Information and discussion on all aspects of British photographic history
Birkbeck's History and Theory of Photography Research Centre has announced its summer programme which starts with Mirjam Brusius discussing William Henry Fox Talbot. The seminars are all free and open to anyone.
Wednesday 8 May 2019, 6-7:30pm
Room 114 (Keynes Library), 46 Gordon Square, WC1H 0PD
Mirjam Brusius (German Historical Institute, London)
William Henry Fox Talbot had to be excavated. In October 1966 digs began on the grounds of Lacock Abbey in the hope of uncovering relics of the Victorian gentleman of science, antiquarian, and inventor of the calotype. In the following decades Talbot became well known as a major protagonist in early Fine Art photography, yet his papers suggest that he was more concerned with the sciences than ‘high art’ in the strictest sense. This is echoed in the large bulk of photo archives that derive from the medium’s industrial and scientific applications or vernacular genres, in which aesthetics only appears as a single piece in a puzzle. So, who or what ‘turned’ Talbot into an artist? Taking material and archival practices as a starting point, Mirjam Brusius will give insight into the book project she is about to complete. The paper argues that not only the actual photographs and the complex practices surrounding them but also their detachments from their original archival context, and their dispersal between different institutions, museums and the art market determine the framework for the study of Talbot, and that of the history of photography itself.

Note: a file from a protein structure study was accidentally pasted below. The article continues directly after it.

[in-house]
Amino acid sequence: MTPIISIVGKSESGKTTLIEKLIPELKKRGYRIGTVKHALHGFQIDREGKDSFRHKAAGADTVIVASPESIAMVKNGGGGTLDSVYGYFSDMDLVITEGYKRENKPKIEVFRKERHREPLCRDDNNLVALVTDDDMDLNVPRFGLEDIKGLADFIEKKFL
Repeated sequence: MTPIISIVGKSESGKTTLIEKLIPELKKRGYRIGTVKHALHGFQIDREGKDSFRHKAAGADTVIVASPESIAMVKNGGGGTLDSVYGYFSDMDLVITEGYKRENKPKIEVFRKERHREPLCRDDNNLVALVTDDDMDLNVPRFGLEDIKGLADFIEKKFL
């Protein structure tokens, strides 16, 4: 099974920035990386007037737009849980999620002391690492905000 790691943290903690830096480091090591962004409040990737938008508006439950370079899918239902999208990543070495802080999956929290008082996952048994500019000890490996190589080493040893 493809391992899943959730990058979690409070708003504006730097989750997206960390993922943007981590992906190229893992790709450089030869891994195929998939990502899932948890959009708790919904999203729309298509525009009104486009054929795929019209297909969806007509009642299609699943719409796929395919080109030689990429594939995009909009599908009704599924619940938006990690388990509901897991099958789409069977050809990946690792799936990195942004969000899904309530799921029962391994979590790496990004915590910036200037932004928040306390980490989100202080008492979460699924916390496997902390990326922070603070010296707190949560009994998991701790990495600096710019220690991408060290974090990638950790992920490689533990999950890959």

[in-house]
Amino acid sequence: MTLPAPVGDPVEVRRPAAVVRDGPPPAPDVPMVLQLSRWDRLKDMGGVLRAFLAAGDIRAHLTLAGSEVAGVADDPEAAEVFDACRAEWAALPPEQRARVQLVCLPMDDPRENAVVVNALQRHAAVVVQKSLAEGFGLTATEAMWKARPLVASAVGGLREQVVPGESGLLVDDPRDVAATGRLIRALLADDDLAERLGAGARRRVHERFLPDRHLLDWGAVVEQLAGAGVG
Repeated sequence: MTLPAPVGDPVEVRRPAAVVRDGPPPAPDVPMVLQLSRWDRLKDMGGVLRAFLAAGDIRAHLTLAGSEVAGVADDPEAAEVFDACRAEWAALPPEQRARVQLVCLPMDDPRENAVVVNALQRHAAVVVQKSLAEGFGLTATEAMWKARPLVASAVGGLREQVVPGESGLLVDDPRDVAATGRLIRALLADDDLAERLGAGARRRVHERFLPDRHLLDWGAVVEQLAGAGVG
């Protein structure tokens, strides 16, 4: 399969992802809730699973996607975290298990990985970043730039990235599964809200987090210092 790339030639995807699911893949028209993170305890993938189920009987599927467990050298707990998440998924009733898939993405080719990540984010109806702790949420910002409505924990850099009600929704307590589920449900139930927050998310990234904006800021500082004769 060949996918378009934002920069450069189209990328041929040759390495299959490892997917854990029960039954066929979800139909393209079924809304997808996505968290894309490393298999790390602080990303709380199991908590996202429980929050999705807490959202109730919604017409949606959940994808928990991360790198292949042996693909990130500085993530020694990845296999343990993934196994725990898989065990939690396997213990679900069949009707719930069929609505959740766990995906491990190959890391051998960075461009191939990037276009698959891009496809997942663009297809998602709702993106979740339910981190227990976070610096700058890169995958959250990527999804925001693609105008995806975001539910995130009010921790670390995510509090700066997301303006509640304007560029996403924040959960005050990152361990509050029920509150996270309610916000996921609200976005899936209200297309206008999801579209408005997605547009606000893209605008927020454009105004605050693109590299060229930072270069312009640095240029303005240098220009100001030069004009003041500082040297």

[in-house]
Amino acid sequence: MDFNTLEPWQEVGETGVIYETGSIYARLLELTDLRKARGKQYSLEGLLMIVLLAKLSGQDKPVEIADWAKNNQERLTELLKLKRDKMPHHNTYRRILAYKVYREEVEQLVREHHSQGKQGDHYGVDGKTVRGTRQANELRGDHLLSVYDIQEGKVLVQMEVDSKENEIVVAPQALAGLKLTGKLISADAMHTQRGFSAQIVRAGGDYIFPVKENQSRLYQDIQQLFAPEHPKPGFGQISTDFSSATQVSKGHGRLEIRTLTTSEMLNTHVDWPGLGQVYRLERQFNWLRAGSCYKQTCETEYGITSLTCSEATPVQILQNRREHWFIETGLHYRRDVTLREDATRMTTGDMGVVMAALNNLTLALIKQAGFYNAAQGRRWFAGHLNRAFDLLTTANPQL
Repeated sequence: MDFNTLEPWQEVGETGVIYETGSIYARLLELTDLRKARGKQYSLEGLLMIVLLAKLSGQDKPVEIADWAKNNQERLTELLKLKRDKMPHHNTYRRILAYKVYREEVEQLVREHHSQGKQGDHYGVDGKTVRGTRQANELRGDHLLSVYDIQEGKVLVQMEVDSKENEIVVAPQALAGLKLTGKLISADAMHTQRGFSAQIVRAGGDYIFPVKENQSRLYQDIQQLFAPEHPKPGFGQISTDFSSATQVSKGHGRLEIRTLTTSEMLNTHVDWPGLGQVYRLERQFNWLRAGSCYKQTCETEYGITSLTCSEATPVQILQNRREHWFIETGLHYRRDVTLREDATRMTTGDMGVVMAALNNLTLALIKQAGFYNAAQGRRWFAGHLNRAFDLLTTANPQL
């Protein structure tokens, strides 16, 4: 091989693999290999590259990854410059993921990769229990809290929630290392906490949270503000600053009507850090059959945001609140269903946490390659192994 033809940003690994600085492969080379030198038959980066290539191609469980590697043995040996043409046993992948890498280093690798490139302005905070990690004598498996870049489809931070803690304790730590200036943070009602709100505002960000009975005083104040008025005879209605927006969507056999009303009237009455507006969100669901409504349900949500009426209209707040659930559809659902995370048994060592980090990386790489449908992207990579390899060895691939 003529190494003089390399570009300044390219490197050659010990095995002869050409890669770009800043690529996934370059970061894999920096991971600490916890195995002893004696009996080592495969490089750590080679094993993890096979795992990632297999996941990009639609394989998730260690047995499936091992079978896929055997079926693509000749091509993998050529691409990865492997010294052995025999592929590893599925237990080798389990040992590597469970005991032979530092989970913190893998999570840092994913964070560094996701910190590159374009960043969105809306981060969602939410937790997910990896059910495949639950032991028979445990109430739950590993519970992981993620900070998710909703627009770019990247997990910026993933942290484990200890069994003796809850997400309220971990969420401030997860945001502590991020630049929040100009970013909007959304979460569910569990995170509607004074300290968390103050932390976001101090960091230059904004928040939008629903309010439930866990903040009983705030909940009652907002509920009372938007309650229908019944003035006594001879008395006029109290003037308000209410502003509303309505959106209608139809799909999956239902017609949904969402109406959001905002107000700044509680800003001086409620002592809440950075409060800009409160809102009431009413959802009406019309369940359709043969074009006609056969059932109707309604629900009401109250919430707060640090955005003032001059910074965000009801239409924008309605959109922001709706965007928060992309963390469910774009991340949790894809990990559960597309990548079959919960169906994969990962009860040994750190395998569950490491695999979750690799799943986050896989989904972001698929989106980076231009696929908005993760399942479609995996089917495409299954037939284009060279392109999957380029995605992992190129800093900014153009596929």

Friday 14 June 2019, 6-7:30pm
Room 106, 46 Gordon Square, WC1H 0PD
Maki Fukuoka (School of Fine Art, Art History & Cultural Studies, University of Leeds)
Yokoyama Matsusaburo (1838-1884) is noted as one of the pioneers of photography in Japan. His commercial, technical, and educational investment in photography paved ways for the second generation of photographers in the capital of Tokyo. This talk situates his pursuit of shashin aburae (a combination of photography/oil painting) and photolithography in the context of dynamic and shifting landscape of reproductive technologies in nineteenth-century Japan. Specifically, it wants to ask, how and to what extent Yokoyama's ideas for reproduction are couched in his concern for individuality.
Add a Comment